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U.S. Seeks Revenge Against Ghana Today. Or Do They?

Ghana defeated, and eliminated, the United States from the last two World Cups, and has a chance to put the Yanks in a difficult spot in 2014. Will revenge drive the Americans today in Natal?
BY John Godfrey Posted
June 16, 2014
7:24 AM
NATAL, Brazil—Will Thoughts of vengeance permeate tonight's critical match between the United States and Ghana (6 p.m. ET; ESPN, UniMas), the team that eliminated the Yanks from the last two World Cups?

At least one player thinks so.

"They're coming for revenge," Ghana captain Asamoah Gyan said Sunday in a press conference at Arena das Dunas, the site of the contest. "Mentally they don't want us to beat them for the third time, so it's going to make things very, very difficult for us."

If Gyan was hoping to minimize the impact of Ghana's successive World Cup wins over the U.S. in 2006 and 2010, he didn't do a very good job of it. Or rather, his barber didn't.

Gyan arrived at the stadium with the number "3" cut into his hair. Yes, it's his jersey number and he has showcased the number through follicular means in the past. But it's no coincidence that the Ghanaians are going for a three-peat tonight against the Americans.

"It's my favorite number," a coy Gyan told the press corps. "It's a powerful number."

The United States is coming off its own three-peat of sorts—a three-game winning streak in its preparatory Send-Off Series. Jurgen Klinsmann's men defeated an overmatched Azerbaijan, 2-0, in San Francisco on May 27; outlasted a dangerous Turkey, 2-1, in Harrison, N.J. on June 1; and dominated Nigeria, also by a 2-1 count, in Jacksonville, Fla., six days later.

Klinsmann said he chose to play Nigeria because of its tactical similarities with Ghana. And despite giving up a late goal, the United States was clearly the better side in northeast Florida.

But that's ancient history as far as Michael Bradley is concerned.

"We talked the whole time about using the warm-up games for what they were— chances to build confidence and momentum, but in reality those games are over and playing in the World Cup is different to any friendly or warm-up games," the 26-year-old midfielder said.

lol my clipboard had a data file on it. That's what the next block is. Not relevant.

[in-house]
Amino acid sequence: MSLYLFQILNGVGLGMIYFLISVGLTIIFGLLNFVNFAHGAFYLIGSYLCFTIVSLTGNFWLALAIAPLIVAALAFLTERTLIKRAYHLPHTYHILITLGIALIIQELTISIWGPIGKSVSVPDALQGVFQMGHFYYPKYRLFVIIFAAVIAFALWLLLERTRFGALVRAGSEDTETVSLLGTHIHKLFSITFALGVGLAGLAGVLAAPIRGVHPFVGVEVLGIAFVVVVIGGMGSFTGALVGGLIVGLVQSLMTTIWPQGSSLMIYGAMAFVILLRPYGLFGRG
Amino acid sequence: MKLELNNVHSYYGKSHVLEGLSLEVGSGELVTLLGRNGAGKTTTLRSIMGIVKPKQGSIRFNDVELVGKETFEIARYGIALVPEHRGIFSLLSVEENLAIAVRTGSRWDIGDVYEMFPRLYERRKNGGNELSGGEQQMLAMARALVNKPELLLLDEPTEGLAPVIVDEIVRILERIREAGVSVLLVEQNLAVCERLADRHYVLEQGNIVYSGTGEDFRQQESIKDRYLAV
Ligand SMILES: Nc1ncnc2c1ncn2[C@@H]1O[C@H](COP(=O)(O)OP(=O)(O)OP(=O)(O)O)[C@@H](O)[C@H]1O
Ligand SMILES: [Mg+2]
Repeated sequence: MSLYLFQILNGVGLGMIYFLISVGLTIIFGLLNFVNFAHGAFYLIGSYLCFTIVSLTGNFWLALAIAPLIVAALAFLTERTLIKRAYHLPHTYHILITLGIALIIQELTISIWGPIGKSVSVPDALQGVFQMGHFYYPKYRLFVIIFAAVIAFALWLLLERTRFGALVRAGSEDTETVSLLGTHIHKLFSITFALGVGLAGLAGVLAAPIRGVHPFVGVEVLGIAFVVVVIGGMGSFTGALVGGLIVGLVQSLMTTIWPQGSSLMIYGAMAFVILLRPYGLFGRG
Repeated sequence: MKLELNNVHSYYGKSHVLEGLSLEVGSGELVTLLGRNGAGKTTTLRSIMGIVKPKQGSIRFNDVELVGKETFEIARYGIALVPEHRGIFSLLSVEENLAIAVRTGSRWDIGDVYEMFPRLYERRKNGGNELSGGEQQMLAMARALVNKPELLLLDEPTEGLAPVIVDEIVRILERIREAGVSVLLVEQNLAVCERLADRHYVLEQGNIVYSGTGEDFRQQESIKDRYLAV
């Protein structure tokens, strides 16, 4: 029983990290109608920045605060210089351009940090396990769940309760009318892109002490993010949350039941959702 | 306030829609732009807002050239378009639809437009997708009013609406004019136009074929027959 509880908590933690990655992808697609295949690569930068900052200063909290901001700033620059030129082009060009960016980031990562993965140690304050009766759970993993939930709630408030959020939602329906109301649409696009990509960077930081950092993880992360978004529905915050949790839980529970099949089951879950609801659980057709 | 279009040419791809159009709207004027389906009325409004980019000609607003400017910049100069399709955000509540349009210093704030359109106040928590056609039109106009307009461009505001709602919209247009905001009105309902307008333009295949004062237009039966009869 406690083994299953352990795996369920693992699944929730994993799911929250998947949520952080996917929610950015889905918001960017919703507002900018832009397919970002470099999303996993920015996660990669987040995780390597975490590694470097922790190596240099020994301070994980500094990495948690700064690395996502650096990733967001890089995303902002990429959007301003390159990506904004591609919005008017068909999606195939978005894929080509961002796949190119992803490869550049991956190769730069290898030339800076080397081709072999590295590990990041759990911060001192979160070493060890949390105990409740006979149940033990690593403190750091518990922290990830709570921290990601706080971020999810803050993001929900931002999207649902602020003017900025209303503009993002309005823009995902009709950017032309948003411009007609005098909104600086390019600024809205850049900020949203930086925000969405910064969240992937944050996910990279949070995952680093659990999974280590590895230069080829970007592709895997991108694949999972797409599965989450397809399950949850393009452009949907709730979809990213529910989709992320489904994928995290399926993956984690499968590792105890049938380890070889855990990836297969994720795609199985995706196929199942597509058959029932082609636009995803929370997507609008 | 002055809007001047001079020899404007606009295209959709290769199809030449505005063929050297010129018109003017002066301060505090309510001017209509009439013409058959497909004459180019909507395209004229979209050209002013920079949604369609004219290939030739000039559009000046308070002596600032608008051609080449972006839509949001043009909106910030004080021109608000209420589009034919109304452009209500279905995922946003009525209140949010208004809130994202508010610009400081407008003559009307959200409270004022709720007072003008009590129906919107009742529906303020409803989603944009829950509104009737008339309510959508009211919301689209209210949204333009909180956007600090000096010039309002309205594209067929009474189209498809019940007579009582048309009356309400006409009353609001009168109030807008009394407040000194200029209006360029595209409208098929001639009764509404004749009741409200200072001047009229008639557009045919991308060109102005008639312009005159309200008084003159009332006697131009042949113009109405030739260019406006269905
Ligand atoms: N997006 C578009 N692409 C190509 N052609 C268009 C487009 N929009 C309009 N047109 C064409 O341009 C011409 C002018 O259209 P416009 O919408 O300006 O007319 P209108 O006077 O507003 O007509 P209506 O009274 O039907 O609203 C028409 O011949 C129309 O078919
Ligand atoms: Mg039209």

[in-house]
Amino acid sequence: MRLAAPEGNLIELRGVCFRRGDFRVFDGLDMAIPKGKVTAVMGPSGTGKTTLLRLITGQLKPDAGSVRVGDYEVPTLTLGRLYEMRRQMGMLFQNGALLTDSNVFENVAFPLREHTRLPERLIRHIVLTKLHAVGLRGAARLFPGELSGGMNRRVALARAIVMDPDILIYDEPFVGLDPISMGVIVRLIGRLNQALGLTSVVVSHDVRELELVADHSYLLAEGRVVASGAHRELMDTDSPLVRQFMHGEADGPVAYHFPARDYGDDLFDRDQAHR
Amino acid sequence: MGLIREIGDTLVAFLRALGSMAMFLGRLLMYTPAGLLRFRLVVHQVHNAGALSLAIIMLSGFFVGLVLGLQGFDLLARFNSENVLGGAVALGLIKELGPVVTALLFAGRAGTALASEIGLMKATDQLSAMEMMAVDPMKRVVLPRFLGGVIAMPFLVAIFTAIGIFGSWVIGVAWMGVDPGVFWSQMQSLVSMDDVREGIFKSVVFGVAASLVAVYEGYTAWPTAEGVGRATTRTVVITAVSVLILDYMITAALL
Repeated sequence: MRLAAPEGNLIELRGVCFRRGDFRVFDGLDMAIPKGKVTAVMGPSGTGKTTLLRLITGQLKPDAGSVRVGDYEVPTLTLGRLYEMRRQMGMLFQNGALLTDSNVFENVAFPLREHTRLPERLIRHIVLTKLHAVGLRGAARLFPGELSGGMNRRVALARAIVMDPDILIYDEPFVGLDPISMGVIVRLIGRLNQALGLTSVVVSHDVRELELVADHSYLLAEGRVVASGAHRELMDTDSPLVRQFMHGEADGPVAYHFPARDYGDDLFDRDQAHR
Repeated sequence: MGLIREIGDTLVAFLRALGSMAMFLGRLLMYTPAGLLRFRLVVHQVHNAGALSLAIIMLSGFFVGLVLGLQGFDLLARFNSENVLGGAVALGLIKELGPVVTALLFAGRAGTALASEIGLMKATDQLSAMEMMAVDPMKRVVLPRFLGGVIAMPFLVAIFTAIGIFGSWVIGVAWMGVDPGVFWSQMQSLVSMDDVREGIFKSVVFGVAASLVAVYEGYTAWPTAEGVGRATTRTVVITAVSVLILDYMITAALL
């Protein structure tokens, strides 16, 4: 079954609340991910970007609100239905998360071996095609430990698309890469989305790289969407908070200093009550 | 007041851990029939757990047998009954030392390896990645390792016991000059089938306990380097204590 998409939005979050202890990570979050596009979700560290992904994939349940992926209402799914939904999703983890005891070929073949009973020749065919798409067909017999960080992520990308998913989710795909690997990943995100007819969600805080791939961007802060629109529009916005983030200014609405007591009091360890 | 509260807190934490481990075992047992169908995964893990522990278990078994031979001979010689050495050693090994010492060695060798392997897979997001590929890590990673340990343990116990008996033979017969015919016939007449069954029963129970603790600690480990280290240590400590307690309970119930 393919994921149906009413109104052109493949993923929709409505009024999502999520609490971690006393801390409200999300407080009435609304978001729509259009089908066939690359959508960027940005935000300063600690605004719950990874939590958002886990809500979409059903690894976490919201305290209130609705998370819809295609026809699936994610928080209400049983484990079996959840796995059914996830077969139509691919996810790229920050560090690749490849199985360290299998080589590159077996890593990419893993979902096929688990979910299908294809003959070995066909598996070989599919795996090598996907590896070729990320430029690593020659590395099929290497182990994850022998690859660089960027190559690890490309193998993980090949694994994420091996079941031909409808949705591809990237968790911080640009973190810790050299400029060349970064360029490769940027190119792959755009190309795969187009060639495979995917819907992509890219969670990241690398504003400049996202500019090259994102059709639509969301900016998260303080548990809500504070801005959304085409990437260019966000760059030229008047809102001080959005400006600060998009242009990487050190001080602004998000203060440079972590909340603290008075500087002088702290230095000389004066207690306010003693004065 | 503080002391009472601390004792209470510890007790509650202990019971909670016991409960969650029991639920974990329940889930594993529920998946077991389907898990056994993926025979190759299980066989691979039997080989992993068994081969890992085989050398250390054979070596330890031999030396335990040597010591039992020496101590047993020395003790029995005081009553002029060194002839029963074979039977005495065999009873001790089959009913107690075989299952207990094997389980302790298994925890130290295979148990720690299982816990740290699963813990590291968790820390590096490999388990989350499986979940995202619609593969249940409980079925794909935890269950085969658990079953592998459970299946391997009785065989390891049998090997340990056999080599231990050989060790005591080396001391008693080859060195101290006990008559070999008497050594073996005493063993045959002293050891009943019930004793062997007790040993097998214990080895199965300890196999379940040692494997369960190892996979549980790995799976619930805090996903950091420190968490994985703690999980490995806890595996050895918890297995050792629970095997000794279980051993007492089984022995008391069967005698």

"Now it's all about stepping on the field and playing in a World Cup and playing against Ghana, so our main focus is on what's coming up and not what happend a few weeks ago."

And as for the revenge factor?

Klinsmann, who was not yet tied to the U.S. national team, downplayed the whole notion with a shrug.

“I don’t think there’s a revenge factor," he said. "Maybe the players who were there four years ago want to get some extra kick and energy out of that, that’s all right with me."

To a man, however, the American players aren't buying into it.

"We felt like it was a game we could win," Tim Howard said the day before in Sao Paolo, referencing Ghana's 2010 victory in South Africa.

"I want back a lot of things in life but I can’t get them. I think this team is in a good position to face Ghana. There’s no revenge factor, we don’t feel that, that’s not what’s motivating us. We think that they’re a good team but we also feel that we are slightly better as well.”

Howard is one of just five players on the current U.S. squad who saw time in the 2010 World Cup. The other 18 are unlikely to get worked up about the revenge factor because, well, they had nothing to do with the previous results.

"I really don’t know if I can answer if we are rivals with Ghana," defender Matt Besler said. "I haven’t been around for the first two matches so I don’t know exactly what that feels like playing against them. I will tell you that we want to win very, very badly."

"It’s possible that there’s a little bit of a revenge factor," he added, "but it’s extremely small, if any. For me there’s none. I think it’s more of the fans.”

Graham Zusi also brushed aside the vengeance narrative.

"We’re focused on this year," he said. "The here and now. It’s a different year, and we’re going to do the best we can to get a good result.”

Aside from the revenge narrative and Clint Dempsey's heightened sense of purpose for this particular World Cup, the Sunday press conferences produced little meaningful insight.

"The boys are totally focused and looking forward to tomorrow's game," Ghana coach James Kwesi Appiah said. "We have prepared very well, we've not had many injuries, which has been good. And there's unity and discipline within the squad."

Klinsmann had a boilerplate summary at the ready too.

"Expectations are high everywhere, with us and in the United States," he coach told reporters. "And that’s not just the national team. MLS is growing and is very competitive. In every area the game is growing and we have the chance to be the locomotive with the national team.

"We embrace that and take it one step at a time."

Do you have a prediction for today's match? Now would be a good time to share it, and the Comments section below would be a great place to do it. John Godfrey is the founder and editor in chief of American Soccer Now.

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